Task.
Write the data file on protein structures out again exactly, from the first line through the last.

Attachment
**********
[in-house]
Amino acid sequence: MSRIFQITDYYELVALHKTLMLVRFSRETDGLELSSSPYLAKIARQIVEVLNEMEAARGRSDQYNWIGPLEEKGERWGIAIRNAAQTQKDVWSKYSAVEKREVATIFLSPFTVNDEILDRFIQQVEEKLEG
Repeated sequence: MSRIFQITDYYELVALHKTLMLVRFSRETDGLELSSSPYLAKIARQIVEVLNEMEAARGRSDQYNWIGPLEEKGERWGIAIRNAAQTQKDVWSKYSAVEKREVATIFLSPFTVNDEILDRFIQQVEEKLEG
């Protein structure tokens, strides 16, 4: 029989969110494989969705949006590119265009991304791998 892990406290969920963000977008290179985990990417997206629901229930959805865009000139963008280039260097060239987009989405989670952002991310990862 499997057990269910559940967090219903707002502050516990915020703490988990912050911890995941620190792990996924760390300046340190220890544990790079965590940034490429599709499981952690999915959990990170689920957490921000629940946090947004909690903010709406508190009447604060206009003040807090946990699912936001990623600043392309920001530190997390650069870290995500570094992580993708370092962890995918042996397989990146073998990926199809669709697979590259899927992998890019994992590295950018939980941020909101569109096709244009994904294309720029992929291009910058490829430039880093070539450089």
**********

[in-house]
Amino acid sequence: MSRIFQITDYYELVALHKTLMLVRFSRETDGLELSSSPYLAKIARQIVEVLNEMEAARGRSDQYNWIGPLEEKGERWGIAIRNAAQTQKDVWSKYSAVEKREVATIFLSPFTVNDEILDRFIQQVEEKLEG
Repeated sequence: MSRIFQITDYYELVALHKTLMLVRFSRETDGLELSSSPYLAKIARQIVEVLNEMEAARGRSDQYNWIGPLEEKGERWGIAIRNAAQTQKDVWSKYSAVEKREVATIFLSPFTVNDEILDRFIQQVEEKLEG
């Protein structure tokens, strides 16, 4: 029989969110494989969705949006590119265009991304791998 892990406290969920963000977008290179985990990417997206629901229930959805865009000139963008280039260097060239987009989405989670952002991310990862 499997057990269910559940967090219903707002502050516990915020703490988990912050911890995941620190792990996924760390300046340190220890544990790079965590940034490429599709499981952690999915959990990170689920957490921000629940946090947004909690903010709406508190009447604060206009003040807090946990699912936001990623600043392309920001530190997390650069870290995500570094992580993708370092962890995918042996397989990146073998990926199809669709697979590259899927992998890019994992590295950018939980941020909101569109096709244009994904294309720029992929291009910058490829430039880093070539450089």